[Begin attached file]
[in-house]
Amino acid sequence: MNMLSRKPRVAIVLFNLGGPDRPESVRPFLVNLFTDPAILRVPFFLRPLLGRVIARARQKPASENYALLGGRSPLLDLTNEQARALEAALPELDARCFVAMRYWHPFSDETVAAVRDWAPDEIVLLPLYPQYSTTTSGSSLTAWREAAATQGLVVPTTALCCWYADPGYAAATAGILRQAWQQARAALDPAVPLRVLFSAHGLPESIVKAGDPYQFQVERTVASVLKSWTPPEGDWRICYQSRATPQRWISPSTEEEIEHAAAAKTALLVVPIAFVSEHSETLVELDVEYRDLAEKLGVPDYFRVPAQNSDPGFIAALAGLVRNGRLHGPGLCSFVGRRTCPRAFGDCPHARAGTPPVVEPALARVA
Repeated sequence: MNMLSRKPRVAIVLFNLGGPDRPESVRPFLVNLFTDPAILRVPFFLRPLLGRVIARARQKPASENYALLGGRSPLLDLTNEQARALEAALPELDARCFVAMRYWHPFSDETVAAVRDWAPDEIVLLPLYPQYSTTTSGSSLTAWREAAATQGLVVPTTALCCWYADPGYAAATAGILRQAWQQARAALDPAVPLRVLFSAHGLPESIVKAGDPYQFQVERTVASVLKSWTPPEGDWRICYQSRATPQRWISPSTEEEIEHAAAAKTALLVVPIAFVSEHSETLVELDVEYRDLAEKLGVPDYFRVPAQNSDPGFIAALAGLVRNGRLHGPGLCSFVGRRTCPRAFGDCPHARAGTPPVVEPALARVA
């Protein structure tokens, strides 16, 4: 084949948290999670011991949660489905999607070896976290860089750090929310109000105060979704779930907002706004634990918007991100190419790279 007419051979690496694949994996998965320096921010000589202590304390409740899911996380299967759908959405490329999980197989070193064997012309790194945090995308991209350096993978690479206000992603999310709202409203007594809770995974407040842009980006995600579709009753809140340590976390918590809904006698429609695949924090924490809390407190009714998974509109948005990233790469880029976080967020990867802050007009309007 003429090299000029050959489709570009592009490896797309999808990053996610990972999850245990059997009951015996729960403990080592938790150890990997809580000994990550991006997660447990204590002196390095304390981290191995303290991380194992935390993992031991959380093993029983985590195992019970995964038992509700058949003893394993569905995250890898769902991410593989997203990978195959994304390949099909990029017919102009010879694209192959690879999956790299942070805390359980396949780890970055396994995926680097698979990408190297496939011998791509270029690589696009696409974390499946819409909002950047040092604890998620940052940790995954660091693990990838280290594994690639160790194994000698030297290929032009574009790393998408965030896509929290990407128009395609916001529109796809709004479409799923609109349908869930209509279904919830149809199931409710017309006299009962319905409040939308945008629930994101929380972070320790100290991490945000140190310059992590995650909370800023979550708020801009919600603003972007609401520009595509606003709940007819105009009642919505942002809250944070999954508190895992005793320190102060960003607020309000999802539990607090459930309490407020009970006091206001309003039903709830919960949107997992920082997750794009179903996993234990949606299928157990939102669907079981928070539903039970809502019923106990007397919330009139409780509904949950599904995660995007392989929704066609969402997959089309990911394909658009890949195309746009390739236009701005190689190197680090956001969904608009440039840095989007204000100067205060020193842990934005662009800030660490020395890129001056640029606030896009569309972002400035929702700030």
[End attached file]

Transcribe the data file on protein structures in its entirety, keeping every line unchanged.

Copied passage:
[in-house]
Amino acid sequence: MNMLSRKPRVAIVLFNLGGPDRPESVRPFLVNLFTDPAILRVPFFLRPLLGRVIARARQKPASENYALLGGRSPLLDLTNEQARALEAALPELDARCFVAMRYWHPFSDETVAAVRDWAPDEIVLLPLYPQYSTTTSGSSLTAWREAAATQGLVVPTTALCCWYADPGYAAATAGILRQAWQQARAALDPAVPLRVLFSAHGLPESIVKAGDPYQFQVERTVASVLKSWTPPEGDWRICYQSRATPQRWISPSTEEEIEHAAAAKTALLVVPIAFVSEHSETLVELDVEYRDLAEKLGVPDYFRVPAQNSDPGFIAALAGLVRNGRLHGPGLCSFVGRRTCPRAFGDCPHARAGTPPVVEPALARVA
Repeated sequence: MNMLSRKPRVAIVLFNLGGPDRPESVRPFLVNLFTDPAILRVPFFLRPLLGRVIARARQKPASENYALLGGRSPLLDLTNEQARALEAALPELDARCFVAMRYWHPFSDETVAAVRDWAPDEIVLLPLYPQYSTTTSGSSLTAWREAAATQGLVVPTTALCCWYADPGYAAATAGILRQAWQQARAALDPAVPLRVLFSAHGLPESIVKAGDPYQFQVERTVASVLKSWTPPEGDWRICYQSRATPQRWISPSTEEEIEHAAAAKTALLVVPIAFVSEHSETLVELDVEYRDLAEKLGVPDYFRVPAQNSDPGFIAALAGLVRNGRLHGPGLCSFVGRRTCPRAFGDCPHARAGTPPVVEPALARVA
């Protein structure tokens, strides 16, 4: 084949948290999670011991949660489905999607070896976290860089750090929310109000105060979704779930907002706004634990918007991100190419790279 007419051979690496694949994996998965320096921010000589202590304390409740899911996380299967759908959405490329999980197989070193064997012309790194945090995308991209350096993978690479206000992603999310709202409203007594809770995974407040842009980006995600579709009753809140340590976390918590809904006698429609695949924090924490809390407190009714998974509109948005990233790469880029976080967020990867802050007009309007 003429090299000029050959489709570009592009490896797309999808990053996610990972999850245990059997009951015996729960403990080592938790150890990997809580000994990550991006997660447990204590002196390095304390981290191995303290991380194992935390993992031991959380093993029983985590195992019970995964038992509700058949003893394993569905995250890898769902991410593989997203990978195959994304390949099909990029017919102009010879694209192959690879999956790299942070805390359980396949780890970055396994995926680097698979990408190297496939011998791509270029690589696009696409974390499946819409909002950047040092604890998620940052940790995954660091693990990838280290594994690639160790194994000698030297290929032009574009790393998408965030896509929290990407128009395609916001529109796809709004479409799923609109349908869930209509279904919830149809199931409710017309006299009962319905409040939308945008629930994101929380972070320790100290991490945000140190310059992590995650909370800023979550708020801009919600603003972007609401520009595509606003709940007819105009009642919505942002809250944070999954508190895992005793320190102060960003607020309000999802539990607090459930309490407020009970006091206001309003039903709830919960949107997992920082997750794009179903996993234990949606299928157990939102669907079981928070539903039970809502019923106990007397919330009139409780509904949950599904995660995007392989929704066609969402997959089309990911394909658009890949195309746009390739236009701005190689190197680090956001969904608009440039840095989007204000100067205060020193842990934005662009800030660490020395890129001056640029606030896009569309972002400035929702700030």